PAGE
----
Diplomacy, business and breakdance on Macron's Algeria trip

AP , Saturday 27 Aug 2022

French President Emmanuel Macron is meeting would-be Olympic break-dancers Saturday and visited an Algerian record store celebrated by a famous DJ, a feel-good interlude during a trip to Algeria dominated by delicate diplomacy.

Macron visit to Algeria
France s President Emmanuel Macron (C), Algiers archibishop Mgr Jean-Paul Vesco (2ndR) and Algeria s Foreign Minister Ramtane Lamamra (L), listens to explanations during a visit inside the chapel of the Santa Cruz forteress in Oran on August 27, 2022. AFP

 

Both stops were seen as part of Macron relying on young people to pitch Franco-Algerian relations forward after decades of tensions over colonial-era wrongs and related disputes since Algeria's hard-won independence in 1962.

The French leader visited Disco Maghreb, an iconic record store In the western Algerian city of Oran and a recording label for artists who perform traditional Rai music. Franco-Algerian artist DJ Snake has helped bring attention to Disco Maghreb and Rai rhythms.


France's President Emmanuel Macron (C) drinks some tea inside the disco Maghreb Shopin, the mythical label of rai music, owned by Boualem Benhaoua (3rdL) during his visit in Oran on August 27, 2022. AFP

Macron is also viewing a performance by Algerian break-dancers who hope to compete in the 2024 Olympics in Paris, where breakdancing is making its debut as an Olympic sport.

Macron is expected to wrap up his three-day trip to Algeria later Saturday by signing a joint declaration with President Abdelmadjid Tebboune.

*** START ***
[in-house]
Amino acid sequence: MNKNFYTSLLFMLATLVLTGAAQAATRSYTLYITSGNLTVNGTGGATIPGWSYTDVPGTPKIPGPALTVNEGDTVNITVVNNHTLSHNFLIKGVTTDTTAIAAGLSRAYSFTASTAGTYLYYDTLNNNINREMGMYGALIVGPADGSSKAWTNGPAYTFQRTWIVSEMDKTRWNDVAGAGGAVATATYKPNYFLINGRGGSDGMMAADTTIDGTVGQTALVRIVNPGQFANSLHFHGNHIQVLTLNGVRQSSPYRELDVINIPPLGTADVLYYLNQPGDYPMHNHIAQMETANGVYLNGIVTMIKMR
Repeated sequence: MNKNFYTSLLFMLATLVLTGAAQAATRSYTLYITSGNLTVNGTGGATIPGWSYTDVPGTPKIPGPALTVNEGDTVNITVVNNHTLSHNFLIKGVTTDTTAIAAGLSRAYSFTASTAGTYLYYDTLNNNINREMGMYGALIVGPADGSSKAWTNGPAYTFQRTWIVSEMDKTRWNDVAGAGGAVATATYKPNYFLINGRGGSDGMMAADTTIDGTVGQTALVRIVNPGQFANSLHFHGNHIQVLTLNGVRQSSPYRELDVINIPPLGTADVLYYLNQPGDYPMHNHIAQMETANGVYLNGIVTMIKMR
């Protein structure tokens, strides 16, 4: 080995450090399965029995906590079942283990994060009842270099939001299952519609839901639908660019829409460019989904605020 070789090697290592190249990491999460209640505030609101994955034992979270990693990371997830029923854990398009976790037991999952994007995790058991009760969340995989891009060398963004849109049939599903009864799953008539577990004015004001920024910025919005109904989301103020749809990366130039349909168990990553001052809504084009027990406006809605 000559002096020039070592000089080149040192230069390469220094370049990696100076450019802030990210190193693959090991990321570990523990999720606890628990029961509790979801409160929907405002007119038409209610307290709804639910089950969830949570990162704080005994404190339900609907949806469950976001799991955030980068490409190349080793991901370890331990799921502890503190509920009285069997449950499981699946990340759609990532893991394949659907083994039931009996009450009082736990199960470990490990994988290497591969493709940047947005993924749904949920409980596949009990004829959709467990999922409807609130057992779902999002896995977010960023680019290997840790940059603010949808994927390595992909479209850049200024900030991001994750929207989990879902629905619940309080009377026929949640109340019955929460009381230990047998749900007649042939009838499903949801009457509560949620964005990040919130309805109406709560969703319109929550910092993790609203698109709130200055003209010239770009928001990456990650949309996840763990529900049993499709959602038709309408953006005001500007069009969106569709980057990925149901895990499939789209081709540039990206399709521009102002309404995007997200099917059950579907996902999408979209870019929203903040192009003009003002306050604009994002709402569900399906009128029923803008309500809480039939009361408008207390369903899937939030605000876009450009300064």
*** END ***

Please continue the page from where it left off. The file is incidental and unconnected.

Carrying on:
On Friday, Macron promised France would become more flexible in issuing visas to citizens of Algeria after a major diplomatic crisis between the two countries over the issue last year.

He and Tebboune also agreed to form a joint commission of historians to examine their countries' past, from the beginning of French colonization in 1830 to Algeria's independence.

Economic cooperation is a major part of the trip. Algeria is a key supplier of gas and oil to Europe, and Russia's war in Ukraine has reinforced the North African nation's role as European countries seek alternatives to Russian energy.

Macron's office said he would also raise human rights concerns. Algeria has seen a creeping crackdown on dissent since pro-democracy protests in 2019, and activists criticize a system of governance that views dissidents as criminals and doesn't allow free speech.

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